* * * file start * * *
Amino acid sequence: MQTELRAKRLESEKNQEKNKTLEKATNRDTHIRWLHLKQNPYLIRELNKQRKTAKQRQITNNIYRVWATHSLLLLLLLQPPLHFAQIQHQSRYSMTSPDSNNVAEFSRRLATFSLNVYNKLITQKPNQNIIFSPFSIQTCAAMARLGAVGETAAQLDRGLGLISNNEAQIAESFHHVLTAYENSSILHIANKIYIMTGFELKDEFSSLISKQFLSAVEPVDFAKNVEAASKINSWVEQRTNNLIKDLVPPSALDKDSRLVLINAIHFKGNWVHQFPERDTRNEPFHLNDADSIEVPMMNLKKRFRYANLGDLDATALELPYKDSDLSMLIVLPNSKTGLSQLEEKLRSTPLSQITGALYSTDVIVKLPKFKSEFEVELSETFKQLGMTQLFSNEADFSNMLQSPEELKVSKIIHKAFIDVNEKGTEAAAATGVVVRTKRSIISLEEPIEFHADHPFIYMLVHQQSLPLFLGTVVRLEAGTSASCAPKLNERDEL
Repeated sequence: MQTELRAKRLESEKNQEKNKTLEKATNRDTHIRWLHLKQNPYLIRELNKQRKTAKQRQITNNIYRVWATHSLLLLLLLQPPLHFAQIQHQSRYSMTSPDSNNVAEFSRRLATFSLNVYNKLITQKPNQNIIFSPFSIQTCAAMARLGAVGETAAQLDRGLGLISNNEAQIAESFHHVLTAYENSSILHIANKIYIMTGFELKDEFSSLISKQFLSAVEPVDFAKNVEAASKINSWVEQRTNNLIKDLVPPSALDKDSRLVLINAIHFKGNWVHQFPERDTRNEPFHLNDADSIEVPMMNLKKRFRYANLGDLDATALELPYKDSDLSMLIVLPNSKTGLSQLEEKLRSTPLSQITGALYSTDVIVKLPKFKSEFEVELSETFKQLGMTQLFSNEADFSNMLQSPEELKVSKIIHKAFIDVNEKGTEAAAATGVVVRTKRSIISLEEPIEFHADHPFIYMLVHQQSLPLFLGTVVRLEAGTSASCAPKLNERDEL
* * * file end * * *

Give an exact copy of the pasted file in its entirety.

Amino acid sequence: MQTELRAKRLESEKNQEKNKTLEKATNRDTHIRWLHLKQNPYLIRELNKQRKTAKQRQITNNIYRVWATHSLLLLLLLQPPLHFAQIQHQSRYSMTSPDSNNVAEFSRRLATFSLNVYNKLITQKPNQNIIFSPFSIQTCAAMARLGAVGETAAQLDRGLGLISNNEAQIAESFHHVLTAYENSSILHIANKIYIMTGFELKDEFSSLISKQFLSAVEPVDFAKNVEAASKINSWVEQRTNNLIKDLVPPSALDKDSRLVLINAIHFKGNWVHQFPERDTRNEPFHLNDADSIEVPMMNLKKRFRYANLGDLDATALELPYKDSDLSMLIVLPNSKTGLSQLEEKLRSTPLSQITGALYSTDVIVKLPKFKSEFEVELSETFKQLGMTQLFSNEADFSNMLQSPEELKVSKIIHKAFIDVNEKGTEAAAATGVVVRTKRSIISLEEPIEFHADHPFIYMLVHQQSLPLFLGTVVRLEAGTSASCAPKLNERDEL
Repeated sequence: MQTELRAKRLESEKNQEKNKTLEKATNRDTHIRWLHLKQNPYLIRELNKQRKTAKQRQITNNIYRVWATHSLLLLLLLQPPLHFAQIQHQSRYSMTSPDSNNVAEFSRRLATFSLNVYNKLITQKPNQNIIFSPFSIQTCAAMARLGAVGETAAQLDRGLGLISNNEAQIAESFHHVLTAYENSSILHIANKIYIMTGFELKDEFSSLISKQFLSAVEPVDFAKNVEAASKINSWVEQRTNNLIKDLVPPSALDKDSRLVLINAIHFKGNWVHQFPERDTRNEPFHLNDADSIEVPMMNLKKRFRYANLGDLDATALELPYKDSDLSMLIVLPNSKTGLSQLEEKLRSTPLSQITGALYSTDVIVKLPKFKSEFEVELSETFKQLGMTQLFSNEADFSNMLQSPEELKVSKIIHKAFIDVNEKGTEAAAATGVVVRTKRSIISLEEPIEFHADHPFIYMLVHQQSLPLFLGTVVRLEAGTSASCAPKLNERDEL